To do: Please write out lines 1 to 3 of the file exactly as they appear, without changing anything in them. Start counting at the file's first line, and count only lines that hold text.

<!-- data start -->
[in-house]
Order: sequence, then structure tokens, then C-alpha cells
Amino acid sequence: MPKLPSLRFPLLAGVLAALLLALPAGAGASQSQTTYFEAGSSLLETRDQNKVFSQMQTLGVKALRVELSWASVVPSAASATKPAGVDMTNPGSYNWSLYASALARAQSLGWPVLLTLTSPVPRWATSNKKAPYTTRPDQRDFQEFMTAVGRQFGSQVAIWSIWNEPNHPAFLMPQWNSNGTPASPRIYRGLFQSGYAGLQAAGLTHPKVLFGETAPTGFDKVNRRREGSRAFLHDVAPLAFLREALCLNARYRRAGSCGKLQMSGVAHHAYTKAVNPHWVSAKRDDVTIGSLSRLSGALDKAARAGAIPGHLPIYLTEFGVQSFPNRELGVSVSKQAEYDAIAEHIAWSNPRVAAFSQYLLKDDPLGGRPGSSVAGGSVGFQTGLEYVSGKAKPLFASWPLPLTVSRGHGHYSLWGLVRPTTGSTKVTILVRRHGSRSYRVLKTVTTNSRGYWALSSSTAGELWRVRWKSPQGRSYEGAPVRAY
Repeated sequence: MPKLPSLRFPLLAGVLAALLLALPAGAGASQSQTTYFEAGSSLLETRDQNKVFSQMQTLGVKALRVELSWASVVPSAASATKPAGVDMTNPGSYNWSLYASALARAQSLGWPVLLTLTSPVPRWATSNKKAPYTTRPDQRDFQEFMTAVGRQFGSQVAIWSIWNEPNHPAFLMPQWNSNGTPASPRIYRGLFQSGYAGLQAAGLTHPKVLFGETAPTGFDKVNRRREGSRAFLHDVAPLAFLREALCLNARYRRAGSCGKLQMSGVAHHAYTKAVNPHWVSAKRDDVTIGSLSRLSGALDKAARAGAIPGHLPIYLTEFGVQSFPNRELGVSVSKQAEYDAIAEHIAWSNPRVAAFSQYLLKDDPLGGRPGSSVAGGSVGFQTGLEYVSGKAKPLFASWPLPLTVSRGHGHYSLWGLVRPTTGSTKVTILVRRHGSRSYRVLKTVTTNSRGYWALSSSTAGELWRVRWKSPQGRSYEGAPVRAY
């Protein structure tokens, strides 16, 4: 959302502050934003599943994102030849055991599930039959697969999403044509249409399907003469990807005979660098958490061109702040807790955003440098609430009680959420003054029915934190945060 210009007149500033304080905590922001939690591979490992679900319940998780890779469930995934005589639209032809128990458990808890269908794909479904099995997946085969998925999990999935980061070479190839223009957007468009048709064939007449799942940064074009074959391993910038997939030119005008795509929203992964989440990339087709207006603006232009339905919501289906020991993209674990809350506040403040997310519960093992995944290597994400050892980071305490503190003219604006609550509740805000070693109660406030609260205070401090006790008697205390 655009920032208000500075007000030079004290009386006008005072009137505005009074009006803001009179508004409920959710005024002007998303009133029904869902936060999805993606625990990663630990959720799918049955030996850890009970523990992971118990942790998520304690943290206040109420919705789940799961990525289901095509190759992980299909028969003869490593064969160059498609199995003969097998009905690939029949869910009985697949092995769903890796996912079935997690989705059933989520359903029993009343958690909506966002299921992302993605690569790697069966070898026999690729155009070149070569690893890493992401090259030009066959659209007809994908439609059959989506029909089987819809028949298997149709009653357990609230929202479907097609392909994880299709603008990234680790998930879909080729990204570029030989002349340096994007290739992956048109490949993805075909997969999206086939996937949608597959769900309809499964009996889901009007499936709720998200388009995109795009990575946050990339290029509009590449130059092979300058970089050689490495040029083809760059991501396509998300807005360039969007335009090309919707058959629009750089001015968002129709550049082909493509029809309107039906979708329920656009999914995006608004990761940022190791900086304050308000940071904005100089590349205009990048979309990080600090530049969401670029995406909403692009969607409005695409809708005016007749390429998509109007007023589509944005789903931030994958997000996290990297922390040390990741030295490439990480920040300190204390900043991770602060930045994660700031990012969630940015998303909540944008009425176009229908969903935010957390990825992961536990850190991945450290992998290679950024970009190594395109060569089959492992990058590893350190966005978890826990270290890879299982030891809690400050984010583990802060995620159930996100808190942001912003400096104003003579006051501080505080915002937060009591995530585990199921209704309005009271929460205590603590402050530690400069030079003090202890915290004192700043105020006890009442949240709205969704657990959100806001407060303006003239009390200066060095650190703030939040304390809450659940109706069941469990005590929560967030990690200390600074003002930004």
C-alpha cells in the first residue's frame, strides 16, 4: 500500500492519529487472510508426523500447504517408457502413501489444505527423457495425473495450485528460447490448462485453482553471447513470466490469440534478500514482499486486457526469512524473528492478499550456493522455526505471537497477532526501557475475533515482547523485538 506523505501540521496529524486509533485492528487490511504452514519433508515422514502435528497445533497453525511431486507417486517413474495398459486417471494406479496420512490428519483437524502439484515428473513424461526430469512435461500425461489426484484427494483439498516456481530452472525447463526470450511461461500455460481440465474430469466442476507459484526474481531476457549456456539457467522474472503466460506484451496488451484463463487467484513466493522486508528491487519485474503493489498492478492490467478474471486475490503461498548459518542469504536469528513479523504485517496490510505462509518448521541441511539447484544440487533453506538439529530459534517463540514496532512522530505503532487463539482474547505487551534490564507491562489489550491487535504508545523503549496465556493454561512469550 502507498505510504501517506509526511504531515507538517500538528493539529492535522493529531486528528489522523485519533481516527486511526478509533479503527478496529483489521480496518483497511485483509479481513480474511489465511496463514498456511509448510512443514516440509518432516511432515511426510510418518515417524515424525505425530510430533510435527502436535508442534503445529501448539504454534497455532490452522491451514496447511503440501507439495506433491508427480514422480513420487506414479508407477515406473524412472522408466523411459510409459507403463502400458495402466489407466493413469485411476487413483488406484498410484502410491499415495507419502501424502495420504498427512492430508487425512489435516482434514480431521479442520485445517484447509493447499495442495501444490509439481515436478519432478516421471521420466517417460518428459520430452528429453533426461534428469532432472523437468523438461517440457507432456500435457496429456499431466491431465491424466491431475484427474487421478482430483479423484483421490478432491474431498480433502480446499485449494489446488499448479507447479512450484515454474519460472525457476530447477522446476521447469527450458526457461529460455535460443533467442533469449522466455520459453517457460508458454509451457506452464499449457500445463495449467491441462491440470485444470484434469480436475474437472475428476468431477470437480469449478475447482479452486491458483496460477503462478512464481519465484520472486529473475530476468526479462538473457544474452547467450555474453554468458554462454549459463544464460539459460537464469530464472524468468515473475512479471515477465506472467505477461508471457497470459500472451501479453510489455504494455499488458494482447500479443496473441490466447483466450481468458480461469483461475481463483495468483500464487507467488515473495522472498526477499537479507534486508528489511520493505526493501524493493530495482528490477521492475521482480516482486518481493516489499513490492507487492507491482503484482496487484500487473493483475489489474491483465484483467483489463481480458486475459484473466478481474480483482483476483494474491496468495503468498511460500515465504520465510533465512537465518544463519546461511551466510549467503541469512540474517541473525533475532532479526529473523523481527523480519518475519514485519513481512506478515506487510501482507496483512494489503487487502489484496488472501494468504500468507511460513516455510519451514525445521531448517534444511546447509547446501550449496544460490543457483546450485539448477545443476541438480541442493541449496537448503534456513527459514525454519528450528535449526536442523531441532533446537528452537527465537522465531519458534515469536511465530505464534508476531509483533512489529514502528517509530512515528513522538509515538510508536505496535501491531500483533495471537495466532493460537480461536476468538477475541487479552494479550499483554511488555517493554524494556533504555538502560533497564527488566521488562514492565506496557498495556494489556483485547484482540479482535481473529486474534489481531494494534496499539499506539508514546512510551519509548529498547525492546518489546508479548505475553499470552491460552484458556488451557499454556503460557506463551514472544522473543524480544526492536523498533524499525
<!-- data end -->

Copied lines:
[in-house]
Order: sequence, then structure tokens, then C-alpha cells
Amino acid sequence: MPKLPSLRFPLLAGVLAALLLALPAGAGASQSQTTYFEAGSSLLETRDQNKVFSQMQTLGVKALRVELSWASVVPSAASATKPAGVDMTNPGSYNWSLYASALARAQSLGWPVLLTLTSPVPRWATSNKKAPYTTRPDQRDFQEFMTAVGRQFGSQVAIWSIWNEPNHPAFLMPQWNSNGTPASPRIYRGLFQSGYAGLQAAGLTHPKVLFGETAPTGFDKVNRRREGSRAFLHDVAPLAFLREALCLNARYRRAGSCGKLQMSGVAHHAYTKAVNPHWVSAKRDDVTIGSLSRLSGALDKAARAGAIPGHLPIYLTEFGVQSFPNRELGVSVSKQAEYDAIAEHIAWSNPRVAAFSQYLLKDDPLGGRPGSSVAGGSVGFQTGLEYVSGKAKPLFASWPLPLTVSRGHGHYSLWGLVRPTTGSTKVTILVRRHGSRSYRVLKTVTTNSRGYWALSSSTAGELWRVRWKSPQGRSYEGAPVRAY